Dopamine is a versatile neurotransmitter that has a role in movement and many aspects of cognition. Lammel et al. have now characterized two types of neurons in the mesocorticolimbic dopamine system that are not only anatomically segregated, with non-overlapping axonal target regions, but that also have distinct molecular and functional properties. This structured diversity of the dopamine midbrain system might contribute to the multiplicity of dopamine functions in the CNS.

Dopamine pathways in the brain are generally divided into the well-characterized mesostriatal system, which originates in the substantia nigra pars compacta (SNc) and projects to the dorsal striatum, and the mesocorticolimbic system, which starts in the ventral tegmental area (VTA) and projects to the frontal cortex and limbic areas including the amygdala and the nucleus accumbens (NAc). By retrogradely tracing mesocorticolimbic dopamine neurons, the authors established that dopamine projections in the medial prefrontal cortex, the basolateral amygdala and the core and medial shell of the NAc originate in the medial posterior part of the VTA, whereas dopamine projections to the lateral shell of the NAc originate in the more lateral portions of the VTA and the medial part of the SNc.

Next, the authors characterized the molecular signatures of mesocorticolimbic neurons, looking particularly at genes that encode proteins that are involved in dopamine synthesis (tyrosine hydroxylase; TH), packaging (vesicular monoamine transporter 2; VMAT2) and reuptake (dopamine transporter; DAT). Again, two patterns emerged: dopamine projections originating in the medial posterior VTA had low DAT mRNA and protein levels relative to their levels of TH and VMAT2, whereas dopamine neurons running from the lateral VTA to the NAc lateral shell had higher DAT expression (as did mesostriatal neurons).

Whole-cell recordings in brain slices from adult mice revealed that VTA neurons projecting to the NAc lateral shell are 'classical', slow-firing dopamine neurons that resemble mesostriatal neurons. By contrast, dopamine neurons originating in the medial posterior VTA showed faster spontaneous discharge and, upon depolarization, fired in a sustained fashion at much higher maximal rates — electrophysiological properties that might contribute to the slow time course of dopamine signalling that is observed in, for example, the prefrontal cortex.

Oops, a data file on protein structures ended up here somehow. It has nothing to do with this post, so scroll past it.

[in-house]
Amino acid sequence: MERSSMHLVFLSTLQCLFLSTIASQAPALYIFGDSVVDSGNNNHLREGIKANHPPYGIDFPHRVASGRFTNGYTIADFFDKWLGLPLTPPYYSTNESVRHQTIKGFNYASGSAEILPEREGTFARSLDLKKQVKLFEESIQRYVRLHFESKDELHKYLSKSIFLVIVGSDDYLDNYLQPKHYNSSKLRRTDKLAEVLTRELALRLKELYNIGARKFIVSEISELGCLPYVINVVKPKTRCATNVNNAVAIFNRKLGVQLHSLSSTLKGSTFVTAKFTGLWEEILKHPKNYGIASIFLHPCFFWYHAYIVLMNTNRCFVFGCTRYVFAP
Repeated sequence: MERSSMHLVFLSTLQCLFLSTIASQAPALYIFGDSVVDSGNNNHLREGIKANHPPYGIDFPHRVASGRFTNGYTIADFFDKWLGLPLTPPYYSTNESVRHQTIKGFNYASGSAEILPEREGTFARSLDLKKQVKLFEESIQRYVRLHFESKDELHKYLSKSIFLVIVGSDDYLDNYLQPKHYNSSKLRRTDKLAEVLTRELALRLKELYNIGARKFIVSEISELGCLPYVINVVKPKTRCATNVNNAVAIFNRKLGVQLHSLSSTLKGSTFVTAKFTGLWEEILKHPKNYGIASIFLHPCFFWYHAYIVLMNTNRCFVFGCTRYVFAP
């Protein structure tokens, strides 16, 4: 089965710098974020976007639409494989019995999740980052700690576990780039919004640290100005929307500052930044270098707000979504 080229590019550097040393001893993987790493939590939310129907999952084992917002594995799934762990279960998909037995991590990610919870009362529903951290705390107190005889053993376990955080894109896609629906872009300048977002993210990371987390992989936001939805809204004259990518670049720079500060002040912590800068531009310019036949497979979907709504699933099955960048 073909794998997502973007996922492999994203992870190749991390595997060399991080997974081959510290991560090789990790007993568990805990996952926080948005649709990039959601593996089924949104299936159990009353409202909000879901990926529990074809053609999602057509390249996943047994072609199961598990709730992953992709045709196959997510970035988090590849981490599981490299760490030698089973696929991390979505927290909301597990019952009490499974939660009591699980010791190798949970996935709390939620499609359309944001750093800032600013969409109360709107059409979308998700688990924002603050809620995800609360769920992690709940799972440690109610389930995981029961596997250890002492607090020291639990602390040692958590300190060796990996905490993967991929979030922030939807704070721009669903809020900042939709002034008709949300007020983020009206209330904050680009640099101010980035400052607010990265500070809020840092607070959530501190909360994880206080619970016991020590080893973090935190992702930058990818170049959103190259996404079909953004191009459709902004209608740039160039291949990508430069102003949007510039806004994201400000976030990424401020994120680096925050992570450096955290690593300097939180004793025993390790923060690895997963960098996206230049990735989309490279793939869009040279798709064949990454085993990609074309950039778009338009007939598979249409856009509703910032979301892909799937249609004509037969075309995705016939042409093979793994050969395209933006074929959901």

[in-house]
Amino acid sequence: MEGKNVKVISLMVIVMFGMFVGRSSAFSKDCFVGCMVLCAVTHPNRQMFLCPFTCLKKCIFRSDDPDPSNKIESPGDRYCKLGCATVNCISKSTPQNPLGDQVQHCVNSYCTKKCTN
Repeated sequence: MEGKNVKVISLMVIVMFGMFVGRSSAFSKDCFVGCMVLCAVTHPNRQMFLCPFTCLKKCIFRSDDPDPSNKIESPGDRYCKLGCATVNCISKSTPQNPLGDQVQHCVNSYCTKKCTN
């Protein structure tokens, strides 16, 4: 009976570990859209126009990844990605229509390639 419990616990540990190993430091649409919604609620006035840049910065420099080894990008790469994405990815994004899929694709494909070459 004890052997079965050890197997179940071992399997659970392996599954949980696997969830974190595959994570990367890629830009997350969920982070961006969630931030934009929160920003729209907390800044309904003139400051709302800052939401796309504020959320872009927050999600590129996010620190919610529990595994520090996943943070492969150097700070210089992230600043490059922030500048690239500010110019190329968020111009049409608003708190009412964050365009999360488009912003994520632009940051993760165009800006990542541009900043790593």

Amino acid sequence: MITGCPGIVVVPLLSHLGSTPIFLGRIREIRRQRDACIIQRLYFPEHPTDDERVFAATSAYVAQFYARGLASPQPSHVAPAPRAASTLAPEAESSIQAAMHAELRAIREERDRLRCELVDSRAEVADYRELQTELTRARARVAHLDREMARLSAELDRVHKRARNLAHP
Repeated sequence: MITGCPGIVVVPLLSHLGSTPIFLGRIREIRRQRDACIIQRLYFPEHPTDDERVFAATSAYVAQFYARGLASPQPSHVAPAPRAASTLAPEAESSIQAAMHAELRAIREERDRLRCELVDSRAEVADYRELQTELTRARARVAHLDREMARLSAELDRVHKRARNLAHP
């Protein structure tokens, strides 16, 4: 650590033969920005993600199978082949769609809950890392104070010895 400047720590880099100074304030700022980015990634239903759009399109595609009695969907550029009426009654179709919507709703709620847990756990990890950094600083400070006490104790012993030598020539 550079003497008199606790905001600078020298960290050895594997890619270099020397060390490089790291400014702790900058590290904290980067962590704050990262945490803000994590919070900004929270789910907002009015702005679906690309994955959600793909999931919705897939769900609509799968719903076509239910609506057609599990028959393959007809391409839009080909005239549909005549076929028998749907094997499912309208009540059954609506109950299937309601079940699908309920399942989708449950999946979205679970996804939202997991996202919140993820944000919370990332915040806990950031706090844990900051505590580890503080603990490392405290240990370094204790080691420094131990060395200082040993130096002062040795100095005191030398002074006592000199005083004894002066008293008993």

Finally, using perforated patch-clamp recordings, the authors showed that in the dual mesocorticolimbic dopamine system the mesoprefrontal neurons are unique: bath application of dopamine did not suppress activity in these neurons, whereas it did in all other recorded dopamine neurons. This appeared to be due to a lower expression of inhibitory D2 autoreceptors and their downstream target, G-protein-coupled K+ channels, in mesoprefrontal neurons compared with mesolimbic neurons.

Abnormal midbrain dopamine levels have been associated with various disorders, including schizophrenia, addiction and ADHD. The discovery in this elegant study that there are multiple pathways within the mesocorticolimbic system might lead to the development of drugs or other treatments that specifically target these separate pathways and could thus avoid the side effects associated with the current non-specific dopamine-based treatments.